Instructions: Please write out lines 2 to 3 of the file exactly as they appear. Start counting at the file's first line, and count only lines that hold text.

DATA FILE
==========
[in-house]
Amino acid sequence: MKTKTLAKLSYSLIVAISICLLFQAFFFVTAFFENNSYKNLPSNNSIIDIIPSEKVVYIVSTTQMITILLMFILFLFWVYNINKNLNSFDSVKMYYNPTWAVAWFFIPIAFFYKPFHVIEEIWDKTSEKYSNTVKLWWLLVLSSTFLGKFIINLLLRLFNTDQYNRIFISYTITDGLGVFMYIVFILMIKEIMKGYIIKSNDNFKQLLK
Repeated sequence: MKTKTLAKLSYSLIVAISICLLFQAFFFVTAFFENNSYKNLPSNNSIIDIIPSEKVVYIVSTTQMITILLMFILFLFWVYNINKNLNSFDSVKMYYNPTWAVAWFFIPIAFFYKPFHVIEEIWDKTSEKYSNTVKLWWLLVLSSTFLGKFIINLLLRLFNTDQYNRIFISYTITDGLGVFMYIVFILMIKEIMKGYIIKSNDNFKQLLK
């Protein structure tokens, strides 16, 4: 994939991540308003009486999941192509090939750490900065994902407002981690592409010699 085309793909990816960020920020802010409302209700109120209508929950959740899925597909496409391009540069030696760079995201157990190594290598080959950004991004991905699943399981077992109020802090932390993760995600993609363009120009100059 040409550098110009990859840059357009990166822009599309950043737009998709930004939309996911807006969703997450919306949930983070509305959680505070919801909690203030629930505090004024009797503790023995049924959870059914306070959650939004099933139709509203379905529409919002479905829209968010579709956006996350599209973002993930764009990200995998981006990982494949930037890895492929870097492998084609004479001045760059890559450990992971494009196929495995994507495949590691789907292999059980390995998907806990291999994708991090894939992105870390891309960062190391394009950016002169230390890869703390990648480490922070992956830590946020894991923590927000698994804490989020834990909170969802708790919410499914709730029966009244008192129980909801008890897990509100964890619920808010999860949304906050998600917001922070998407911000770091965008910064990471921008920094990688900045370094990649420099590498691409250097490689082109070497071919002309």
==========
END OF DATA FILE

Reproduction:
Amino acid sequence: MKTKTLAKLSYSLIVAISICLLFQAFFFVTAFFENNSYKNLPSNNSIIDIIPSEKVVYIVSTTQMITILLMFILFLFWVYNINKNLNSFDSVKMYYNPTWAVAWFFIPIAFFYKPFHVIEEIWDKTSEKYSNTVKLWWLLVLSSTFLGKFIINLLLRLFNTDQYNRIFISYTITDGLGVFMYIVFILMIKEIMKGYIIKSNDNFKQLLK
Repeated sequence: MKTKTLAKLSYSLIVAISICLLFQAFFFVTAFFENNSYKNLPSNNSIIDIIPSEKVVYIVSTTQMITILLMFILFLFWVYNINKNLNSFDSVKMYYNPTWAVAWFFIPIAFFYKPFHVIEEIWDKTSEKYSNTVKLWWLLVLSSTFLGKFIINLLLRLFNTDQYNRIFISYTITDGLGVFMYIVFILMIKEIMKGYIIKSNDNFKQLLK